There are many sights which football fans rarely see in the game they love. We rarely see managers fall over, like the hilarious Roberto Di Matteo slip in Chelsea’s win over Napoli. Even rarer is the sight of Alan Shearer on MOTD (you know, the mannequin that thinks it’s a human) giving an insightful, fresh or salient point while reclining on the couch with the hush-toned Gary Lineker. Rarer still, and you know where I’m going with this, is Manchester United being as comprehensively and easily outplayed as they were on Thursday night. Barcelona did it, City achieved it. Add Bilbao to that list. In the first leg at Old Trafford, Athletic Bilbao stormed Manchester and retreated to the second leg with 3 well-deserved, brilliantly executed away goals, to United’s home tally of two. They earned that result. Just like yesterday.
They were brilliant; they were tough; they were assertive. In truth, Bilbao were everything United were not. At times the Spanish side even resembled the Barcelona team which so harmfully swatted away United in the Champions League final of 2011. Tenacious off the ball, enthralling on it. United were stormed and swarmed by waves of relentlessly fit and hard-working men in striped colours; every pass that was made was cut out and every moment in possession was either broken apart by the opposition or a mistake was forced. A Giggs header that was deflected for a corner, an early opening for Rooney who crossed instead of shooting and his eventual strike in the top corner of the Athletic Bilbao net were the only real chances United could muster.
And this is all compounded by the fact that Bilbao are lounging around in seventh in the Spanish league. One wonders; what on earth would Barcelona do to this current United crop in Europe, a year on from the final of 2011? What would Napoli do, or Real Madrid, or even Bayern Munich? In truth, while the transition Chelsea are undergoing has been largely reported all season long, Ferguson’s men are going through a smaller one of their own. Players like Welbeck and the previously injured Cleverley, along with the improved Jonny Evans and Phil Jones are young and learning, as is the mountainous Paul Pogba who celebrated his 19th Birthday and one suspects will soon become more acquainted with the side.
But the deficiencies were still there to see. It’s all well and good being top of the domestic league but in Europe this season, United have failed and been taught many a harsh lesson due to underrating the opposition and making costly mistakes. In 10 European matches United have won 3 and been made to look like delirious chumps on more occasions than United fans will want to remember. That’s 3 triumphs from 10 in what was considered an ‘easy’ Champions League group, along with the much-derided baby sister competition – the Europa League. United fans and Fergie do not need telling that it’s not good enough, mainly because it has been a recurring fault in United’s season.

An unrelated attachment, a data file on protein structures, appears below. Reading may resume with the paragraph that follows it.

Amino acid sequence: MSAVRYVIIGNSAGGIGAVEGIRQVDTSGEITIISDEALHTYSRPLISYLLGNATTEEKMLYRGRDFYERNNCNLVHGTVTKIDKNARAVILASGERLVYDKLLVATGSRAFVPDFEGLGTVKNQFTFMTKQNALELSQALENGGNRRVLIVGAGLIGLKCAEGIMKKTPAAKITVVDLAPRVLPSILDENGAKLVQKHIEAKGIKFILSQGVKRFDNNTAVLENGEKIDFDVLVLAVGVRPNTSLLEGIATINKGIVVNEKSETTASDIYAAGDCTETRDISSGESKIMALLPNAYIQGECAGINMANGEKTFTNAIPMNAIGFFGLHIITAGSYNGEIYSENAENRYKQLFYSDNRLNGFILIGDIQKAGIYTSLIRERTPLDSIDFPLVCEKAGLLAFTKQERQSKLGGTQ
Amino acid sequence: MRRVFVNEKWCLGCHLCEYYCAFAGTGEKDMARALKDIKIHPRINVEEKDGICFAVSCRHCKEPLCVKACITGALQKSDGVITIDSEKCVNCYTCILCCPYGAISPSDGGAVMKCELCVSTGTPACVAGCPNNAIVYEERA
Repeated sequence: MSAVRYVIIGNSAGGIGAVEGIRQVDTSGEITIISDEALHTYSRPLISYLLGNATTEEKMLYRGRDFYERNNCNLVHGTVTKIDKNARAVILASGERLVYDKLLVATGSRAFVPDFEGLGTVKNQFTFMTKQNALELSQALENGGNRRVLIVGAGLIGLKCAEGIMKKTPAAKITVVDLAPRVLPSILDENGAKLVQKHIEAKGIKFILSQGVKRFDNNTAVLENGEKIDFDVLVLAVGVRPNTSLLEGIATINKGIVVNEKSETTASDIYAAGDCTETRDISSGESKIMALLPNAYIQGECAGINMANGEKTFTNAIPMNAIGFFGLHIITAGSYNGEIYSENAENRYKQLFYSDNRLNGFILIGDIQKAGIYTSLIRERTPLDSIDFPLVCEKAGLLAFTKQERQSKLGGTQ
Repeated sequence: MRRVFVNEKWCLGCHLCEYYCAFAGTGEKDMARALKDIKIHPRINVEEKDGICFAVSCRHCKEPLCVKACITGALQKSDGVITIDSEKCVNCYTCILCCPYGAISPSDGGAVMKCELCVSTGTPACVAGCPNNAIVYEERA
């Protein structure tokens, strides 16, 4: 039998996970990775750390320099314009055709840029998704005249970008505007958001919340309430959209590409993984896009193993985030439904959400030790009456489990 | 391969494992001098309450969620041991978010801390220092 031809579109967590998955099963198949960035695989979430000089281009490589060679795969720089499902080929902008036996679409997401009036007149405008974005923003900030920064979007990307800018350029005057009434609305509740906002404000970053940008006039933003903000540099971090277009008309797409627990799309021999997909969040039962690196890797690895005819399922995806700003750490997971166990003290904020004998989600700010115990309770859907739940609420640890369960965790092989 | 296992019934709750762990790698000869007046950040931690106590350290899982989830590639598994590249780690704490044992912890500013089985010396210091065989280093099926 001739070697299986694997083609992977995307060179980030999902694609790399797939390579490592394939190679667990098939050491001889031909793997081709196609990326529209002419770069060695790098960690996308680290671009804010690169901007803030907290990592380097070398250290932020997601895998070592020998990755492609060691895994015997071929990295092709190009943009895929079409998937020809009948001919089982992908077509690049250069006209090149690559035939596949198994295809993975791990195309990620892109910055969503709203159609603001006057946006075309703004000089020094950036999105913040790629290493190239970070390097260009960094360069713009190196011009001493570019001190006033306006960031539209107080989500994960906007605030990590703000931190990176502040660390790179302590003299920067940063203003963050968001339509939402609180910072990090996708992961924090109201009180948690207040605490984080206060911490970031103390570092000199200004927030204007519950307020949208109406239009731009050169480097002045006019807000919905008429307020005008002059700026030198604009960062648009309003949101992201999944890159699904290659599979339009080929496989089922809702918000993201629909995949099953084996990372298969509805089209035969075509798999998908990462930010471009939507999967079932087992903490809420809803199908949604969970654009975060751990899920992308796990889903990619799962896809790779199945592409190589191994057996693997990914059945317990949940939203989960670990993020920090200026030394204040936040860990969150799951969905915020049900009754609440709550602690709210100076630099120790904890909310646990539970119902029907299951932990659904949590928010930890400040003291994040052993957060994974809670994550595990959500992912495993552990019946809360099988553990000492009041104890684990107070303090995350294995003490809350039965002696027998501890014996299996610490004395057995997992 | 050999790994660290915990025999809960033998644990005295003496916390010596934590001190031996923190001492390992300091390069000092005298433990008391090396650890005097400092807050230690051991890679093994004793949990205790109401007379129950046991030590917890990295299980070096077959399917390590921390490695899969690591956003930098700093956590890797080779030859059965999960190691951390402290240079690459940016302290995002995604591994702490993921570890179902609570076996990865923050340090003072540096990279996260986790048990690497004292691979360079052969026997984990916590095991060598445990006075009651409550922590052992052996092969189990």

Where to as far as Europe is concerned after this latest embarrassing defeat at the hands of Spaniards? So meek in possession; so susceptible to fluid, flowing passing. The same old weaknesses exploited again and the same old faults used against them with ease by a Spanish side that before the Old Trafford first leg were naively underrated by a few members of the red-faced English press (just like Italian teams).
Optimists – or realists – will wave off the Europa League defeat. Sorry, but we all know it’s more than that. It’s another lesson, like the second leg of the Ajax game, that a fresh layer of paint is needed – along with some serious lessons learnt – if Ferguson is going to rise to the top of the European tree once again. In his time at Old Trafford the purple nosed Magician has won two Champions League trophies, and lost two finals. Quite honestly, the Scotsman has always claimed one of his biggest disappointments was not winning more. And if Athletic Bilbao make United look like a portly schoolchild grasping for a handful of honey while a raging swarm of bees bite chunks out of his cheeks, then Ferguson may just continue to be disappointed. Obviously with United, the ‘never give up’ mantra will never die. But that mantra is in stark opposition to the more forceful lack of quality and European savvy that has undone their squad in continental competition this season.
Youthful, vibrant sides are learning. United are staying still. I recall making this point before, but Ferguson is 70. He will be 71 before another bite at the cherry presents itself. Time is on the wane.
As for Bilbao and their gorgeous combination of work ethic and technical ability, well they go through as the darlings of the Europa League and the team that gently tug on all the heartstrings of the football loving neutral. For United, it’s another harsh lesson in European football served up by a strikingly superior side. A re-think is needed if the red side of Manchester are to compound domestic success with the more desired ‘Old Big Ears’ – the dreamy Champions League trophy – once more in the future.